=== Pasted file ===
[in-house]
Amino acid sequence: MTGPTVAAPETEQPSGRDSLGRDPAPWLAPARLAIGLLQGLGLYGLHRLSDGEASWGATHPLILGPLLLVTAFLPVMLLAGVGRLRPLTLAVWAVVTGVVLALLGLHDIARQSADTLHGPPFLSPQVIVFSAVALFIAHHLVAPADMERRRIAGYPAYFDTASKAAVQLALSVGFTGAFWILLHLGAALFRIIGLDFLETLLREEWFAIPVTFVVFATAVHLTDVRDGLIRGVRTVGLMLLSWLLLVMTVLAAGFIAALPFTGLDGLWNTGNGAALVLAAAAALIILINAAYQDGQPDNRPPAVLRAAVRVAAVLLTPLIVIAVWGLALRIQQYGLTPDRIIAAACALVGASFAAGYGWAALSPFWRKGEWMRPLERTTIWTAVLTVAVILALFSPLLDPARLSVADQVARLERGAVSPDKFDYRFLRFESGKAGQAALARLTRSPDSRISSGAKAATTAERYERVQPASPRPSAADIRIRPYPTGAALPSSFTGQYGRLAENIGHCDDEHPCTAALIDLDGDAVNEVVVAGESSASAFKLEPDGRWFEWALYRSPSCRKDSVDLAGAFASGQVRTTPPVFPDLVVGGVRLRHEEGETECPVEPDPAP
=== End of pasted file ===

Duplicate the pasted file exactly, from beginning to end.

[in-house]
Amino acid sequence: MTGPTVAAPETEQPSGRDSLGRDPAPWLAPARLAIGLLQGLGLYGLHRLSDGEASWGATHPLILGPLLLVTAFLPVMLLAGVGRLRPLTLAVWAVVTGVVLALLGLHDIARQSADTLHGPPFLSPQVIVFSAVALFIAHHLVAPADMERRRIAGYPAYFDTASKAAVQLALSVGFTGAFWILLHLGAALFRIIGLDFLETLLREEWFAIPVTFVVFATAVHLTDVRDGLIRGVRTVGLMLLSWLLLVMTVLAAGFIAALPFTGLDGLWNTGNGAALVLAAAAALIILINAAYQDGQPDNRPPAVLRAAVRVAAVLLTPLIVIAVWGLALRIQQYGLTPDRIIAAACALVGASFAAGYGWAALSPFWRKGEWMRPLERTTIWTAVLTVAVILALFSPLLDPARLSVADQVARLERGAVSPDKFDYRFLRFESGKAGQAALARLTRSPDSRISSGAKAATTAERYERVQPASPRPSAADIRIRPYPTGAALPSSFTGQYGRLAENIGHCDDEHPCTAALIDLDGDAVNEVVVAGESSASAFKLEPDGRWFEWALYRSPSCRKDSVDLAGAFASGQVRTTPPVFPDLVVGGVRLRHEEGETECPVEPDPAP